”Look, Limey: you swish your way, and I’ll swish mine!” – Vigo (Aldo Ray) in drag, upset at being told how to sway his hips to make a more convincing woman.
Aside from the drugs, music, political unrest, and sex, the ’60s were perhaps best known for the persona of the swingin’ secret agent type of feller — a guise that men around the world dreamt of living up to, and filmmakers were keen to cash in on. Once Sean Connery stepped into the shoes of James Bond 007, it opened the floodgates for other actors to try to invoke his particular manner of inimitable elegance, intimidation, and sex appeal. And the men who auditioned were many: Cary Grant, Dean Martin, Michael Caine, Rod Taylor, David Niven, James Coburn — and those were just the guys on the big screen.
And we can imagine even more. However, there’s one name that is, in all probability, highly unlikely to come to mind when you think of an urbane ladykiller who’s just as good with his quips and his fists as he is with consuming copious amounts of alcohol (another trait of the ’60s, I should add): Jack Palance. Rather, the image of Jack Palance — whose image is usually associated with psychotic villainy — as a dashing good guy could very well give your average classic filmgoer a seizure. Nevertheless, Kill a Dragon from 1967 (the same year You Only Live Twice came out) casts good ol’ Jack as a man’s man in Hong Kong with mounting debt and trousers that are about five sizes too small.
The film opens with a gang of heavies raiding and subsequently trashing the homes of the inhabitants of a small neighboring island — a scene that is inexplicably set to a psychedelic theme song (!). The baddie behind this invasion is none other than Fernando Lamas, who looks like Martin Landau as Vincent Price playing Kent Taylor here. His purpose for the raid is because the simple, peaceful seafaring villagers he’s threatening to wipe out salvaged a heap of nitroglycerine — something that could very well wipe them all out anyway — which used to belong to him until the explosive cargo wound up drifting in fair game waters.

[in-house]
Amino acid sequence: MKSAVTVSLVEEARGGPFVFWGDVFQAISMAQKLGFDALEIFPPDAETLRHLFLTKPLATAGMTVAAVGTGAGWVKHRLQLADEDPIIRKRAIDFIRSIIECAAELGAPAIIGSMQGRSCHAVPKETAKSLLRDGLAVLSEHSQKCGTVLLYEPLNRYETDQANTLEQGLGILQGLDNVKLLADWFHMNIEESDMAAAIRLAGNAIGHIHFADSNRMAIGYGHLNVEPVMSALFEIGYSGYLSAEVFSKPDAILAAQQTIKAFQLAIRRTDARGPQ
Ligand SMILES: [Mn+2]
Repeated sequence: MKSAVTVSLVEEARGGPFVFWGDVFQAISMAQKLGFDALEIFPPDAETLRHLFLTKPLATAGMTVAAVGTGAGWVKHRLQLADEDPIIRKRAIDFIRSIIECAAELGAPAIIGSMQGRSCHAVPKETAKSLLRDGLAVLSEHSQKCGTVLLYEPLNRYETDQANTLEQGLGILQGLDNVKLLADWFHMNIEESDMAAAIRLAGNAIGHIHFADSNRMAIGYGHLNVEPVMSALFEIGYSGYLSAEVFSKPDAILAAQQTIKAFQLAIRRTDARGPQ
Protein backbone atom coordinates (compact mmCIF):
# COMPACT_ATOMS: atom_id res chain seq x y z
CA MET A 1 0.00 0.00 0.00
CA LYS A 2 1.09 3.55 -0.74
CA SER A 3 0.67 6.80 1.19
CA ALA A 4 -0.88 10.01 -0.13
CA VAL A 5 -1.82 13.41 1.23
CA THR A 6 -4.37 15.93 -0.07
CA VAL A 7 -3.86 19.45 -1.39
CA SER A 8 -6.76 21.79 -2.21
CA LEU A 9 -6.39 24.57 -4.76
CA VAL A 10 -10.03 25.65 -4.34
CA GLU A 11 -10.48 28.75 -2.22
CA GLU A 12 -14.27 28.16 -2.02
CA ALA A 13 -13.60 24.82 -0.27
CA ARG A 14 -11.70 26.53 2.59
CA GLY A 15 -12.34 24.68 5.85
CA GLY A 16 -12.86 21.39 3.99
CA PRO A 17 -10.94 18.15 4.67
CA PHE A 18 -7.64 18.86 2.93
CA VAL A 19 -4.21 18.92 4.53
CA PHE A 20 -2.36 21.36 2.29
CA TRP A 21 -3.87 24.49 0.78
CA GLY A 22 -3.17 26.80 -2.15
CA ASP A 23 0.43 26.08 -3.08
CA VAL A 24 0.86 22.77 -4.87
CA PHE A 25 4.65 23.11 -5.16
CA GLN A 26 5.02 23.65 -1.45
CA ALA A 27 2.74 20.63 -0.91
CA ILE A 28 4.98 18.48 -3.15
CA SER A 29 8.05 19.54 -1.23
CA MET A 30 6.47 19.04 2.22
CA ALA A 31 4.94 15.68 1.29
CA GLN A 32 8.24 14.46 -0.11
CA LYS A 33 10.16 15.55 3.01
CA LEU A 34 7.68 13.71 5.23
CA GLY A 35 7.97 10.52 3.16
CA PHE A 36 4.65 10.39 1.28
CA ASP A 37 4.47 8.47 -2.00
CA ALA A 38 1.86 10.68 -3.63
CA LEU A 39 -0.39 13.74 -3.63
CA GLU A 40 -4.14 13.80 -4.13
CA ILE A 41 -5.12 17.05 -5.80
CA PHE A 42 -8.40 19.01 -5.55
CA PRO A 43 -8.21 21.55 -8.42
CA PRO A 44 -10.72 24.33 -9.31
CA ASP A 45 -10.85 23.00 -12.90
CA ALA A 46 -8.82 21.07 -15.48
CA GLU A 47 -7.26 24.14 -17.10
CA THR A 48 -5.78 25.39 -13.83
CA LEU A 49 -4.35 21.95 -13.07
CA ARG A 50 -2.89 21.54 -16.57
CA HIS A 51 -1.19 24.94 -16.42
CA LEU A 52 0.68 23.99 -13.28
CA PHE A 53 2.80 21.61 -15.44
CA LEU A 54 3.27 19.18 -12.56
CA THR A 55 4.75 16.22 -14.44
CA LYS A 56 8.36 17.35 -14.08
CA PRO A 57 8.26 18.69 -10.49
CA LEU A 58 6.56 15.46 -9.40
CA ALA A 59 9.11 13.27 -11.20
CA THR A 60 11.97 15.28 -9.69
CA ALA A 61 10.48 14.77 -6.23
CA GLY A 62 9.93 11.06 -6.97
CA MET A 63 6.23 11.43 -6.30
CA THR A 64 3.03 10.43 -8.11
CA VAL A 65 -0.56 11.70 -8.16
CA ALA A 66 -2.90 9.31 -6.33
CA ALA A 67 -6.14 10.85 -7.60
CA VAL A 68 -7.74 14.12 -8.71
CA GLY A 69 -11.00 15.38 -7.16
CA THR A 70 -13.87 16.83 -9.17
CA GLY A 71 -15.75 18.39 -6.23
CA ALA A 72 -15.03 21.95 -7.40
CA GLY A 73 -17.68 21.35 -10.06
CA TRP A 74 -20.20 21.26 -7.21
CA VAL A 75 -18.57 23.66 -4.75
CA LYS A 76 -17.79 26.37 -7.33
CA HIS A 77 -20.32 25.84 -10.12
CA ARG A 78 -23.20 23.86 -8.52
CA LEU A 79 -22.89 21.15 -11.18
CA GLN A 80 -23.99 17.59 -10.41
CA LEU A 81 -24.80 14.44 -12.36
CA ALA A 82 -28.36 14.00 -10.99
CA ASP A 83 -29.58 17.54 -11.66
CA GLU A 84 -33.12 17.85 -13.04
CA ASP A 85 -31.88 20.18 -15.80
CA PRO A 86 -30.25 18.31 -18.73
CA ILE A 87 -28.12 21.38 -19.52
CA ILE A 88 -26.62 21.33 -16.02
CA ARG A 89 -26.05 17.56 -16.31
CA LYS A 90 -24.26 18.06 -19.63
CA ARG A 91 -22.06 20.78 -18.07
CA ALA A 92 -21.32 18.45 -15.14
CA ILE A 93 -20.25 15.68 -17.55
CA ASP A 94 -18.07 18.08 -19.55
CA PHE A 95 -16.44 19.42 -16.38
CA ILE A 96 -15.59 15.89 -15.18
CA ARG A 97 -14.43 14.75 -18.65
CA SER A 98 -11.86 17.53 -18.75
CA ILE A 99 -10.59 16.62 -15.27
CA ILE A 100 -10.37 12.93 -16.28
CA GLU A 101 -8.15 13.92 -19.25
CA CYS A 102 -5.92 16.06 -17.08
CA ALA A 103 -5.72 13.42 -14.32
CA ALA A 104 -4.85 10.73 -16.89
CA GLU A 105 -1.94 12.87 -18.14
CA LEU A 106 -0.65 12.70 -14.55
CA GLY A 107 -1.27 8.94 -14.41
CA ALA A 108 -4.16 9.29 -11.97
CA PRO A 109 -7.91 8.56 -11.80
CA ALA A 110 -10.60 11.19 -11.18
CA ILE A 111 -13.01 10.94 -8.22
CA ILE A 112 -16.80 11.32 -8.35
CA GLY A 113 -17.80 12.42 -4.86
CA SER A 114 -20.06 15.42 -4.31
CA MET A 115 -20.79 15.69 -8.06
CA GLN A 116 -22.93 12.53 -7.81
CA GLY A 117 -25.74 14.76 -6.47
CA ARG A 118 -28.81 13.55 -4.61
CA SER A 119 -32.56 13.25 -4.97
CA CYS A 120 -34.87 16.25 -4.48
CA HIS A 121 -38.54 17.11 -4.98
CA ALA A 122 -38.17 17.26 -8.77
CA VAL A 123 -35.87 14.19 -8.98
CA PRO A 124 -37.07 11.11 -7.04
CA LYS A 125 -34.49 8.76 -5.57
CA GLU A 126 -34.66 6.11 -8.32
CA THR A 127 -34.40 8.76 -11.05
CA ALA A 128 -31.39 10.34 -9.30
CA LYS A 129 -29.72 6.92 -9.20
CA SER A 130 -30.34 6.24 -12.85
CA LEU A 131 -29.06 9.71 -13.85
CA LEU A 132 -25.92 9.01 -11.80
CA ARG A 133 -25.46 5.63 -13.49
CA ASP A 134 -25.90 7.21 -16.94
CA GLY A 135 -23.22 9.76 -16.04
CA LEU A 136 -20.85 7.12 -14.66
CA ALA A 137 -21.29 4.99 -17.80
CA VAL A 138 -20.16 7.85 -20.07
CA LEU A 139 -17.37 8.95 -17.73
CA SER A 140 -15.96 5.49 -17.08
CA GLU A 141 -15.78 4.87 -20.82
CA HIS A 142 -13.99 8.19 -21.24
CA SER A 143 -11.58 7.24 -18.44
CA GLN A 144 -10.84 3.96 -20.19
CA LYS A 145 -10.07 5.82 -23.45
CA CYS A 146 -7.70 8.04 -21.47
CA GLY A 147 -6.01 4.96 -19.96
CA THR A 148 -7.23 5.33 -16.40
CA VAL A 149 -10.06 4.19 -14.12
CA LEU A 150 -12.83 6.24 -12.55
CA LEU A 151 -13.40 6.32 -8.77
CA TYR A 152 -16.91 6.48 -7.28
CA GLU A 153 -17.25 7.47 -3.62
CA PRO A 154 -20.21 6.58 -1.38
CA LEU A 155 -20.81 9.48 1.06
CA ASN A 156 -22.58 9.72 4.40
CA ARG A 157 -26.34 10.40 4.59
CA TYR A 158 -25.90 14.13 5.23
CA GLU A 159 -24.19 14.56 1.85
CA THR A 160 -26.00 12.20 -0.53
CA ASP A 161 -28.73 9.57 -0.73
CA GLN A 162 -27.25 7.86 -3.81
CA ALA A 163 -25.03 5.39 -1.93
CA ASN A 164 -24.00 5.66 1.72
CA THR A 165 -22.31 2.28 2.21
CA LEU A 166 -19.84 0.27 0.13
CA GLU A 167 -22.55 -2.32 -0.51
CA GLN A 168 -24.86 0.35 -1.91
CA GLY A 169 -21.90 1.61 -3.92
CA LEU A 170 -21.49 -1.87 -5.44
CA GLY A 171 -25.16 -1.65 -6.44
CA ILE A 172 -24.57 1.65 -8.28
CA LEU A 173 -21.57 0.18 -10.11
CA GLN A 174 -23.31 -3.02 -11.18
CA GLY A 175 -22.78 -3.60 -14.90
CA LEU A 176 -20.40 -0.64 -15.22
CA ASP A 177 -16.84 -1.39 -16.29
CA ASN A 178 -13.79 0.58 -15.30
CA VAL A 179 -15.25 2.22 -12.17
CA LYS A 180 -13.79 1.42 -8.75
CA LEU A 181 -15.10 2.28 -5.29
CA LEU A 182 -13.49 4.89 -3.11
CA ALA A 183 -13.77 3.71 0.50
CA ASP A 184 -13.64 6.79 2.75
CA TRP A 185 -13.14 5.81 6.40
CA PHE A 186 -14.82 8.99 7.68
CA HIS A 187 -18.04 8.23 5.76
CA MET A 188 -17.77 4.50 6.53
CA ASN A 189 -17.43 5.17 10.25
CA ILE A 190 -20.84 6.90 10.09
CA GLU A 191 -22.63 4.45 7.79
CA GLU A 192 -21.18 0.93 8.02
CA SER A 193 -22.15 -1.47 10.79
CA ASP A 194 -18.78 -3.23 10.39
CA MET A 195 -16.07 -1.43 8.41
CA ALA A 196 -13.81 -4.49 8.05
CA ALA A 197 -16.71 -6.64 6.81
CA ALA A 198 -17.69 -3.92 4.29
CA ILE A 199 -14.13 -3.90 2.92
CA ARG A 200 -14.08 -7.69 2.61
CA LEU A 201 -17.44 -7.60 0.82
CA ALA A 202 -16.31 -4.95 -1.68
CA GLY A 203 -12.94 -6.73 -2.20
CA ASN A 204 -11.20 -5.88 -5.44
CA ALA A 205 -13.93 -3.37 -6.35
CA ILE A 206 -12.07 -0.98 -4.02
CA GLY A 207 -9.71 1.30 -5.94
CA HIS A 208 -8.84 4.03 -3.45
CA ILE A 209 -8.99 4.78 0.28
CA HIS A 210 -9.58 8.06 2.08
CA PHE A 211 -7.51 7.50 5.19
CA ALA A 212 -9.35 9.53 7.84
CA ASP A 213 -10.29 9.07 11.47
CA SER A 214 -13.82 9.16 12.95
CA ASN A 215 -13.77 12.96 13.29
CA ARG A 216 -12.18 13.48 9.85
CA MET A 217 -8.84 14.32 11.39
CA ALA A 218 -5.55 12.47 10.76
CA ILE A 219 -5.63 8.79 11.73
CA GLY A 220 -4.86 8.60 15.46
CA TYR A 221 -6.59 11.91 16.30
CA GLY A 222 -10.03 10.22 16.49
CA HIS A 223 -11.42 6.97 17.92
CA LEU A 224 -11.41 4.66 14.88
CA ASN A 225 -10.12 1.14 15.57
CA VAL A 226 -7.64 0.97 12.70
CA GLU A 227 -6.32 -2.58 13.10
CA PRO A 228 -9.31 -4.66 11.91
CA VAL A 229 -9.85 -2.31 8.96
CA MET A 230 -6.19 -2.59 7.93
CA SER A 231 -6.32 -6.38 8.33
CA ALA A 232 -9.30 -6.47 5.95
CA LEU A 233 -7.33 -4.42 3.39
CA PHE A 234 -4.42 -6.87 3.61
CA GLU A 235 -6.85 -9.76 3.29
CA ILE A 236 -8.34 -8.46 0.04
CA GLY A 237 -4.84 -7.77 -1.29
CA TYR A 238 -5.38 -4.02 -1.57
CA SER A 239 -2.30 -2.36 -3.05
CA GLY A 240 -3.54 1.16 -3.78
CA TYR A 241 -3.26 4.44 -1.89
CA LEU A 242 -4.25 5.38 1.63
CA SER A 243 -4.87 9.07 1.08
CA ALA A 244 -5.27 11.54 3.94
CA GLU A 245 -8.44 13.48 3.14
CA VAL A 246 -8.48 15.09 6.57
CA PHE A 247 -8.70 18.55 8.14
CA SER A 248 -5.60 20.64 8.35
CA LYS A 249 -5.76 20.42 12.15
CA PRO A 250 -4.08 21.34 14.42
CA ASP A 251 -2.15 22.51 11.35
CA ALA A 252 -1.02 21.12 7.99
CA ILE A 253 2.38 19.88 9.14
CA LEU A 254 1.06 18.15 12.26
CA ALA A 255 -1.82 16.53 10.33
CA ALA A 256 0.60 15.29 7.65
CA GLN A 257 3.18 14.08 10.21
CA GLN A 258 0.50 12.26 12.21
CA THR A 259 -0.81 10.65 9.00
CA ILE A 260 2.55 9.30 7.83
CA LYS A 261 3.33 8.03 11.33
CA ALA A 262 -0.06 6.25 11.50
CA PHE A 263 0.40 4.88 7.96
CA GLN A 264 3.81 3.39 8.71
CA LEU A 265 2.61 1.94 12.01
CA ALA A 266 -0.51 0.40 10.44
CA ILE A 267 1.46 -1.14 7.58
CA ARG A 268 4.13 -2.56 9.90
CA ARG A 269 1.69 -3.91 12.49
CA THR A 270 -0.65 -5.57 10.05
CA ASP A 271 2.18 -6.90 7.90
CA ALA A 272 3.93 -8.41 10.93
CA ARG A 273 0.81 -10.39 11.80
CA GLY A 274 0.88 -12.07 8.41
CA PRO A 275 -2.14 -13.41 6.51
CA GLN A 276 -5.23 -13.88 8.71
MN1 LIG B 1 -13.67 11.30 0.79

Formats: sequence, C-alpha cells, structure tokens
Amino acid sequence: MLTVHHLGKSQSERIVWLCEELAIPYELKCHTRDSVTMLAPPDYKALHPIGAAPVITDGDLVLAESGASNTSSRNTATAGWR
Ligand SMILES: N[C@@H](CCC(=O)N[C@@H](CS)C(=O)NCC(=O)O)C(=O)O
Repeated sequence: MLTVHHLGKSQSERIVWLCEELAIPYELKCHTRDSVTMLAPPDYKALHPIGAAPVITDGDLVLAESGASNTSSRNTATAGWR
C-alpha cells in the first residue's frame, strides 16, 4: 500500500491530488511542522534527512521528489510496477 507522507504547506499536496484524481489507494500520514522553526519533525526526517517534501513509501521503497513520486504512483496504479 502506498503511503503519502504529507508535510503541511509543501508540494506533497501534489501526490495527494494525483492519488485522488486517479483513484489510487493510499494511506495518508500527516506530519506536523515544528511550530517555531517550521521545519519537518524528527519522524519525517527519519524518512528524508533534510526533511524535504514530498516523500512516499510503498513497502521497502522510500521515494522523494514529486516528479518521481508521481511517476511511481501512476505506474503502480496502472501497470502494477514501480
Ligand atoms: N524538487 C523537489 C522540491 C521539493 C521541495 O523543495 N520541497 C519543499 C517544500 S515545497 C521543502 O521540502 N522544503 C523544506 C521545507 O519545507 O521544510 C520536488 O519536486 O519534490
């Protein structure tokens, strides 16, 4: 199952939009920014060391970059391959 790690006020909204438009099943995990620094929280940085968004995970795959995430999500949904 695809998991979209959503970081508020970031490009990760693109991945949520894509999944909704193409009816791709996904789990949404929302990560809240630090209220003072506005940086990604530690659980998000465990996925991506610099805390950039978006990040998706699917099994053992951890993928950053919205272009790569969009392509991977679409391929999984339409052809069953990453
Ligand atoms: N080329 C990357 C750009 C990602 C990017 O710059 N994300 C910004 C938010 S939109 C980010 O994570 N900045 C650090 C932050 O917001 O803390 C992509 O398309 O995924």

A chance encounter with Jack Palance — whom they catch making love (oh, there goes my dinner) to sexy Aliza Gur (one of the catfighting gypsy ladies in From Russia With Love) — results in our top-billed star being hired by village elder Kam Fong (Have Gun – Will Travel) to ward off the cigar-smoking Argentinean scoundrel. But it’s not a chore he can do alone, and so he brings in his old pals Aldo Ray (who has a memorable scene in drag) and Don Knight. After dodging bullets and fists, Jack tries to persuade Fernando to play nice, and is given an ultimatum of handing the goods over and walking away alive, or go to war with his hoard of heavies (à la Seven Samurai, which this movie is clearly inspired from).
Despite his ill-fitting pants (which are just as nauseous as the sight of him bedding Aliza Gur), Palance is a joy to watch here. Maybe it was just the pompadour, but his performance as good guy Rick Masters in Kill a Dragon was an earnest one, a role he appears to be enjoying to no end throughout — even when he’s in a tense standoff, playing a variation of Russian Roulette with a container of nitro in front of a now- defecated Lamas. But then, a free trip to the Orient, complimentary booze, and a chance to make out with hot chicks in exchange for cash would make many any eager actor in the ’60s hoping to jump on the swingin’ bandwagon grin with delight.
In short: Kill a Dragon offers the very low-budget best in boats and banter, booze and broads, bullets and brawls, and booms and bangs. Believe it — or not!
Never before released to home video (that I know of, at least) Michael D. “Mickey” Moore’s forgotten ’60s action/adventure flick Kill a Dragon finds its way to DVD(-R) as part of MGM’s Limited Edition Collection. The movie is presented in an anamorphic 1.85:1 aspect ratio, and a transfer that is pretty clear and very rich in color; one comparison to the movie’s original theatrical trailer — which is presented on this Manufactured-on-Demand disc as the sole extra — will show you just how exquisite it is. The disc’s 2-Channel Dolby Digital sound suffices admirably (though the sync is a bit off from time to time), delivering the best of what this movie has to offer.
Sadly (and I can’t imagine why), the words “Rick Masters Will Return” never roll across the screen during the end credits — so, if you fancy seeing Jack Palance as the mackin’ hero for a change, your ship (to Hong Kong) has come in.